In a suit and tie, retired fund manager Charles Drace is not your typical rebel. California-born, he was once a theatre and film actor, with bit parts in the spaghetti Western ‘Once Upon A Time in the West’ and war movie ‘Patton’.
Now, from his neat town house in central Christchurch, the 74-year-old is plotting how to get arrested.
“For years and years now, we’ve been playing nice. And I think one of the things that has been recognised in the last year or so is that it’s not working. We just can’t be nice anymore.”
Drace is a climate activist, a member of the global movement Extinction Rebellion. It began in November, when thousands of protesters paralysed London by disrupting traffic. Since then, it’s caught fire across the globe, with around a million members in 35 countries carrying out acts of civil disobedience.
They’ve glued themselves to buildings and spray painted “frack off” graffiti, closed five major London bridges, swarmed Fashion Week and gone on hunger strike outside Westminster Palace.
In New Zealand, ‘zombies’ have paraded through Wellington airport, held a funeral for Planet Earth in Nelson, and shut off the water supply to Environment Canterbury’s headquarters. Last week, 35 activists banged on the glass windows of BP’s Auckland office, chanting “liar, liar, pants on fire.”
Next month, they’ll join groups across the world in a week of civil disobedience and attention-grabbing stunts.
It’s bigger than just a march. Extinction Rebellion’s goal is to trigger an enormous political and cultural shift, big enough to save the planet from certain doom. They say they need 3.5 per cent of the population on board to make radical change. Numbers in New Zealand total about 2000, so about 165,000 short.
“We are declaring rebellion against the government for criminal inaction and what Extinction Rebellion sees as a climate and ecological emergency,” Rowan Brooks, 29, says.
“One of the core things which XR is saying is we need to tell truth and start acting like it.
“We need to stop pretending that we will sort some things out, and that we’ve got 50 years. Disruptive protest is a way of motivating politicians and the powerful to do things.”
Athlete and small business owner Gene Beveridge, 26, joined the BP protest, the first time he’s ever got involved with a political movement.
“Personally, I’m not really that interested in marching around but if that is what we need, then I’ll do it … I want policies to be a better reflection of science and public opinion.
“Over the past three or four years, with the Trump phenomenon and Brexit, I’ve just realised that the discourse is quite heated. That’s what woke me up.
“I couldn’t rely on other people, there isn’t enough goodness in the world for things just to work out. I had to get involved myself.”
Until now, climate activism has concentrated on pollution, plastics, the impact on animals and forests or the melting of ice-sheets. Extinction Rebellion goes much further, warning of the collapse of civilisation, famine and the extinction of mankind.
“We have to be dramatic, we have to make the point so strongly that the Government is forced to listen, instead of listening gently and coming back with platitudes,” Drace says.
Their message might be extreme, but you won’t find more polite subversives. They are non-violent, against damage to property and use graffiti paint that washes away.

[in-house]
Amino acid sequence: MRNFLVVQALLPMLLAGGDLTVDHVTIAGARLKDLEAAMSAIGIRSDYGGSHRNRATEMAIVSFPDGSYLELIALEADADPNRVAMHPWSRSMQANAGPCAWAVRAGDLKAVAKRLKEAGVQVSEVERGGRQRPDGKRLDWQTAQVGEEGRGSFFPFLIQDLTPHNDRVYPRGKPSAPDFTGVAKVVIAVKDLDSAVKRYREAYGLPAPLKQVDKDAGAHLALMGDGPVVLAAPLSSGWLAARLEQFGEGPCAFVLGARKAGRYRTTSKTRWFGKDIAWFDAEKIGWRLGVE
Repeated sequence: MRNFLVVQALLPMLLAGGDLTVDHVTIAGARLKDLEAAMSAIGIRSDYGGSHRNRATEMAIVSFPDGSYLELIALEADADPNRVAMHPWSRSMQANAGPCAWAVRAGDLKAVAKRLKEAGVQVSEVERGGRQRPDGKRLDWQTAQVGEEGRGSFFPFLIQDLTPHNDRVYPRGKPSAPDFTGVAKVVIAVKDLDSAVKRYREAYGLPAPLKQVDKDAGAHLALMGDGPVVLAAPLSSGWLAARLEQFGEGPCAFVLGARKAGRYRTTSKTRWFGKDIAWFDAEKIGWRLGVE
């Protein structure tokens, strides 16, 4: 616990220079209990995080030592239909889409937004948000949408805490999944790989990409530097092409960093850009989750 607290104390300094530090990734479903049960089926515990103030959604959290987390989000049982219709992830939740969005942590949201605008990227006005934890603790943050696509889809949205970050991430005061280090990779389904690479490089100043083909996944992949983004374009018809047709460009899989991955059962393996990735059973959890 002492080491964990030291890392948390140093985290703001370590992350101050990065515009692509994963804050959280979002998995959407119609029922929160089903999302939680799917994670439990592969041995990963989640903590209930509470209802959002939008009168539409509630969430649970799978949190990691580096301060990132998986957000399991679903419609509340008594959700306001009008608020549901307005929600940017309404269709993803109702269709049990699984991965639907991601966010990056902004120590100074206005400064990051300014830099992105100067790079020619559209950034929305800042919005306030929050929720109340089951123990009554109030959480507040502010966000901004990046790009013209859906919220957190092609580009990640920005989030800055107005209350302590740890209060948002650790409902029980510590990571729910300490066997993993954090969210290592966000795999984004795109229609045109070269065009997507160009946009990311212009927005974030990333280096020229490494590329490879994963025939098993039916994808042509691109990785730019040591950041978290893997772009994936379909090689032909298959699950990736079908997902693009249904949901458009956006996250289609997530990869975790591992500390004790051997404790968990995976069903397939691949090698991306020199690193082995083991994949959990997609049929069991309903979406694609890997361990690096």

Brooks, a community garden co-ordinator, frequently interrupts himself to make sure others in the group get a fair say.
Drace likes formal dress for protests, because environmentalists are often stereotyped as “hippies.”
“I have tried to break that mold,” he laughs. “I guess I would be described by most people as being in a fat cat type of occupation. But there are an awful lot of professional people who really care.”
The Christchurch branch, with around 150 members, is planning their first ‘swarming’ road blocks in the city. They’ll last ten minutes each, and volunteers will hand out water, snacks and explanatory pamphlets.
“We are going to be doing really short stints just around the place, to practice and to start little moments of disruption,” Brooks says.
“It’s not about the motorists. It is about saying maybe we need to stop what we are doing for a second and look at the gravity of the situation.
“Once traffic isn’t moving through a city, then that has a flow on effect which is economic. People aren’t managing to do their things as well. And then people start saying [to] council, government: ‘what are you going to do about these people who say there is a climate emergency’?”
Aren’t they worried about frustrating people?
Brooks says Kiwi cities won’t suddenly grind to a halt, largely because the movement is in its infancy.
“In New Zealand, with the two degrees of separation, once you have people who are willing to put their bodies on the line, then everyone who knows them, trusts them, maybe starts to believe that action is actually legitimate.”
Brooks was one of five protesters arrested after the group turned off the taps at ECan. They were all released with a warning.
“We opened the thing on the street and turned the tap off,” Brooks says. “Some people sat on the cover … a plumber came and turned on another tap. We went and borrowed some tools from some workers down the road, turned that off and sat on top of that one.
“We are deliberately doing things which we are not supposed to do, because we are saying the government is not doing what it is supposed to do,” Brooks says.
He and Drace are fully prepared to go to prison for their actions.
“We are talking about a dying planet … we face mass extinction, including human extinction. If, tactically, me being in prison is going to help [prevent] that, then lock me up.”
Drace agrees it is “his duty.”
“It is the only honorable thing to do. To get out and fight.
“I don’t believe there is any chance we can stop global warming, but I think there is a big chance that we can delay it and let the next couple of generations at least have some kind of decent life.”
In England, members have described meditating and performing yoga in holding cells after protests. Co-founder Roger Hallam said: “The action itself is not as important as going to prison, which has cultural resonance, you might say.”